Speed that thing was capable of they could leave after lunch and be seated for an early supper in Key West.

But one bad battery brought the whole boat down, it wasn't going to move and everything was functioning correctly, but a little salt water in one of those sensors causing one to fail and how are you going to trouble shoot that?
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Old 24-08-2016, 11:57   #25
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Re: Is all the new technology worth it?

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Originally Posted by rourkeh View Post

(...)

I can't even find anybody qualified to fix my old school systems most of the time. Good luck finding someone in the Caribbean to come out and fix your broken joystick, propulsion pod, or computerized whatsit. New technology in boats might be great but over time is it really worth the added Bs?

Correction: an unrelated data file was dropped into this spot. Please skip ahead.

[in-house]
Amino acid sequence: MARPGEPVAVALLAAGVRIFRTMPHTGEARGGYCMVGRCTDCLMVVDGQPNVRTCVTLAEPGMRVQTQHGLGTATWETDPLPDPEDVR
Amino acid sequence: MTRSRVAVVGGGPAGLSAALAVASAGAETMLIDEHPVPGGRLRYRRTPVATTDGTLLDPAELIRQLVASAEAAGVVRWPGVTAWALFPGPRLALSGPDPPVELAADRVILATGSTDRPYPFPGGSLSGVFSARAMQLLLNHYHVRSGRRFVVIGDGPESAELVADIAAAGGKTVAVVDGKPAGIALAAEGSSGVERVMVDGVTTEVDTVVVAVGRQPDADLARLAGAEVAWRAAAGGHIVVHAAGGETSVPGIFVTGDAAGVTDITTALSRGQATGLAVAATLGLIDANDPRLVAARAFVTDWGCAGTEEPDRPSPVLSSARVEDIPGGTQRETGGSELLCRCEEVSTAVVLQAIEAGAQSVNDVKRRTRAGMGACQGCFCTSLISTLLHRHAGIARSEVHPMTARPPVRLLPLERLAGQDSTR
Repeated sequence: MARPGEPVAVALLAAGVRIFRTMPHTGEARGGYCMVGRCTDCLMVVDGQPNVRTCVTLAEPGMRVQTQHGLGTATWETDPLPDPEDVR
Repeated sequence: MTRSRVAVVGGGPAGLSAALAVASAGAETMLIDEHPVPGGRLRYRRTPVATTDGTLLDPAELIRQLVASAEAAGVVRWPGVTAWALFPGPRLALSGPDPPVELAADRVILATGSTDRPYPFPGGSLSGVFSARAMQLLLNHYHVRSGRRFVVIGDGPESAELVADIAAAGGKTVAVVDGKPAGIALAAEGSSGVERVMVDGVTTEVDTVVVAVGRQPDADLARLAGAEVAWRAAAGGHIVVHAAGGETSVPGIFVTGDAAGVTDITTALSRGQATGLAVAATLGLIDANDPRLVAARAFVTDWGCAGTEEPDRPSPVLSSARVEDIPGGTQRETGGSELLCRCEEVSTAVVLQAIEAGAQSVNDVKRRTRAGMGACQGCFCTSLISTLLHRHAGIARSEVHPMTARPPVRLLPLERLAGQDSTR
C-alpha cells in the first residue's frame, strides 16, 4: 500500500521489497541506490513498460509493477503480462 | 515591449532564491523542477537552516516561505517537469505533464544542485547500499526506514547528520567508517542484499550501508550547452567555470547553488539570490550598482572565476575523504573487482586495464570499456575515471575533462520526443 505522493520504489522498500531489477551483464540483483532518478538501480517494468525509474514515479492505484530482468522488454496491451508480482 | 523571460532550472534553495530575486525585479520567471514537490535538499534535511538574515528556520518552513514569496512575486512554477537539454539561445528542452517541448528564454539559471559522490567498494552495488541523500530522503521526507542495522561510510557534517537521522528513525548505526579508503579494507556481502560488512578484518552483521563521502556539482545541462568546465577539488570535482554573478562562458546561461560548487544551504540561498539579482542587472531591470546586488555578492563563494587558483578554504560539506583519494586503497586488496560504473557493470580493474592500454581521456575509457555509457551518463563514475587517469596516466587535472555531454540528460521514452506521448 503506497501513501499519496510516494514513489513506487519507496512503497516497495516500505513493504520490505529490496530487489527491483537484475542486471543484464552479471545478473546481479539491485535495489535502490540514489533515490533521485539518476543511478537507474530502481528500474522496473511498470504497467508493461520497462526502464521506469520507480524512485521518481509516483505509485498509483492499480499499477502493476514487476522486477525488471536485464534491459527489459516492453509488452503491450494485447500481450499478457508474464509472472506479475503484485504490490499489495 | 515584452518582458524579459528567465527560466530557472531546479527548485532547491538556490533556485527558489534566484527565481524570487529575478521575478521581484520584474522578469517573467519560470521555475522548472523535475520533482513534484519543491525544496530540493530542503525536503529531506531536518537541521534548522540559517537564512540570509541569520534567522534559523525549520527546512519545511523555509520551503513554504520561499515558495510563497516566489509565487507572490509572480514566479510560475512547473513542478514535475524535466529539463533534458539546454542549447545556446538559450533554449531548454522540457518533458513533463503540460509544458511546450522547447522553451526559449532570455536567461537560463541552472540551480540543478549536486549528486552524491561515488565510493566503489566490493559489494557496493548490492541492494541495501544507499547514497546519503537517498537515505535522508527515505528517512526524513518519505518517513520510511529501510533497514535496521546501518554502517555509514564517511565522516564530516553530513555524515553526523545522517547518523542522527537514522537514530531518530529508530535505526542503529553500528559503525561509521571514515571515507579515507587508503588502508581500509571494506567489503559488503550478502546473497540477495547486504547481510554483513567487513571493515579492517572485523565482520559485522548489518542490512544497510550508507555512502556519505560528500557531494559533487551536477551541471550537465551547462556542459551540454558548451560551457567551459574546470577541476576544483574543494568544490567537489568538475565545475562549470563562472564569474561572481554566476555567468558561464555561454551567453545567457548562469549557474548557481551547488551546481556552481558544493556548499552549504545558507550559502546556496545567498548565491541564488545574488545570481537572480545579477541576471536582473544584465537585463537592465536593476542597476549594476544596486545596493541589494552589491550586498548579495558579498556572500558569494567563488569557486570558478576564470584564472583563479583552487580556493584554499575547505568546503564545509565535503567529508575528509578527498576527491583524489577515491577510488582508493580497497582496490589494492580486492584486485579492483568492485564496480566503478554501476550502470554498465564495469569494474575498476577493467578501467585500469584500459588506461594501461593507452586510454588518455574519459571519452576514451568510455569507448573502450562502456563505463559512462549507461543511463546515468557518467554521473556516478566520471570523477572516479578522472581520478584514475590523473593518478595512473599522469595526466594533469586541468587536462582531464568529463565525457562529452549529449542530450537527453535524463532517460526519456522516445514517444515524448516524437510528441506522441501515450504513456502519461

I have fixed anything and everything in the Caribbean. You are looking in the wrong places.

Technology is worth as much as you are willing to pay for it. It is a choice, an option, not a must.

And it is 100% worth every penny of it when you are sailing an IMOCA planning at 20 knots under a kite while you sleep. It is also worth all you paid when you dock a multi million maxi in any modern (=congested) marina.

If you are poor or technology backwardish, there are smaller boats that can be sailed technology-less. I mean it. No electricity, no electronics, no engine nor hydraulics. People do sail rtw like this too.

So IMHO it is just up to what you want be doing and there is a boat fit for every style.